"Giggle Incontinence" No Laughing Matter for Kids


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Just as in adults, children can experience urinary incontinence and pelvic floor dysfunction, yet the condition is often under-diagnosed or not readily recognized. In some kids, a single laugh can cause urinary leakage and great anxiety.  

“Occasional daytime wetting in younger children and children who are still toilet training is a normal part of development,” explains Robert Mevorach, M.D., director of pediatric urology at Chesapeake Urology For Kids. “However, if urine leakage begins to interfere with a child's social development, academic progress in school, or sense of well-being, an evaluation for pelvic floor muscle dysfunction or other causes of incontinence by a pediatric urologist is important.”

Recognizing Symptoms of Incontinence in Children

Parents may notice symptoms of urinary incontinence and/or pelvic floor muscle dysfunction in their child:

  • The child leaks urine when they laugh (giggle incontinence), cough or exercise.
  • The child may experience frequent urination and frequent urge to urinate, sometimes caused by a urinary tract infection (UTI).
  • Daytime wetting and bed wetting may go hand-in-hand for some children.

Experts Who Can Help

At Chesapeake Urology For Kids, Dr. Robert Mevorach and his team of pediatric urology specialists work to uncover the underlying causes of a child’s urinary incontinence. For children who have been toilet trained for some time who continue to experience incontinence, an initial evaluation may also be followed by a referral to a pelvic health physical therapist. In fact, physical therapy is often a first line treatment for children experiencing urinary incontinence symptoms.

How Physical Therapy Can Work for Urinary Incontinence in Kids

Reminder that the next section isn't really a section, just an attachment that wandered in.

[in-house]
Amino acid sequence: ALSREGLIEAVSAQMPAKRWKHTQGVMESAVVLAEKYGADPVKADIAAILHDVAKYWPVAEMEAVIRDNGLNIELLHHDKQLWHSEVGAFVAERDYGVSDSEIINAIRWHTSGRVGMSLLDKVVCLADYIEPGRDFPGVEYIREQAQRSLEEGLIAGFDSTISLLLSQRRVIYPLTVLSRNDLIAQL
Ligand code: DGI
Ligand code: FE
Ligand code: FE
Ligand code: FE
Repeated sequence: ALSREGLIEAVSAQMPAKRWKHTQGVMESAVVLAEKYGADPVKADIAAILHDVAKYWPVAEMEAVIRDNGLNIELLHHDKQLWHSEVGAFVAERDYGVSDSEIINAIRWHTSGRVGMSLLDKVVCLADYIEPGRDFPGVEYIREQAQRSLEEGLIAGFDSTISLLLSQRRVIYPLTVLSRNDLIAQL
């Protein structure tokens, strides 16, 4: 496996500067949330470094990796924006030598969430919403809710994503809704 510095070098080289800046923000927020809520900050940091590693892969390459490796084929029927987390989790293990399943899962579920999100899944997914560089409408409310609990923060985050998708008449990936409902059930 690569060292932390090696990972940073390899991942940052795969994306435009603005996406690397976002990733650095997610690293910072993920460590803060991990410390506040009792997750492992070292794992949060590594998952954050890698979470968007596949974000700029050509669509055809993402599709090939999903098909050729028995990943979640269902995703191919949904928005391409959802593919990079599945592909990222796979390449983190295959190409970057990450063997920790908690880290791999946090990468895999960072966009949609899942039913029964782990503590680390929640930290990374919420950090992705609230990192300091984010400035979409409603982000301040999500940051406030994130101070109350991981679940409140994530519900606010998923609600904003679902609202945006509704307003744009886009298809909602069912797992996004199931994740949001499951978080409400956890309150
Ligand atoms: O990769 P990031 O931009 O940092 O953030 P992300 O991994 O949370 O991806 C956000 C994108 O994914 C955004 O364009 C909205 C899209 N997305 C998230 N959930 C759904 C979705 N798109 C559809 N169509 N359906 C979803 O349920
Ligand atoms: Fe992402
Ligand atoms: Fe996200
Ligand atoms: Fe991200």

A pelvic health physical therapist will look at the muscles of the abdomen, legs, and back as well as the child's diet, sleep patterns, exercise and assess any behavioral issues that may be contributing to the problem.

Treatment is one-on-one and is focused on being fun as well as educational for the child and the parents. “We use tools such as animated biofeedback where kids receive a sticker on their bottom that can transmit images of their pelvic floor muscle contractions through animated games on a computer,” explains Jodi Berger, MPT, of In Balance Physical Therapy. “For example, when a child squeezes their sphincter muscles, they make a space shuttle on the computer reach its dock. This way, we get the visual muscle feedback we need to identify problems and the kids are performing pelvic floor muscles exercises while playing fun computer games.”

Pelvic health physical therapists educate kids and parents about exercises that strengthen pelvic floor muscles as well as help develop strategies for overcoming incontinence in school and in social situations through positive reinforcement.

“Research has shown that proper pelvic floor muscle training and biofeedback dramatically improves voiding dysfunction such as urinary incontinence in children,” adds Jodi.  

 

Learn more about urinary incontinence in kids as well as solutions to daytime wetting and bedwetting in children – visit Chesapeake Urology For Kids - http://forkids.chesapeakeurology.com/ or call 410-738-8180.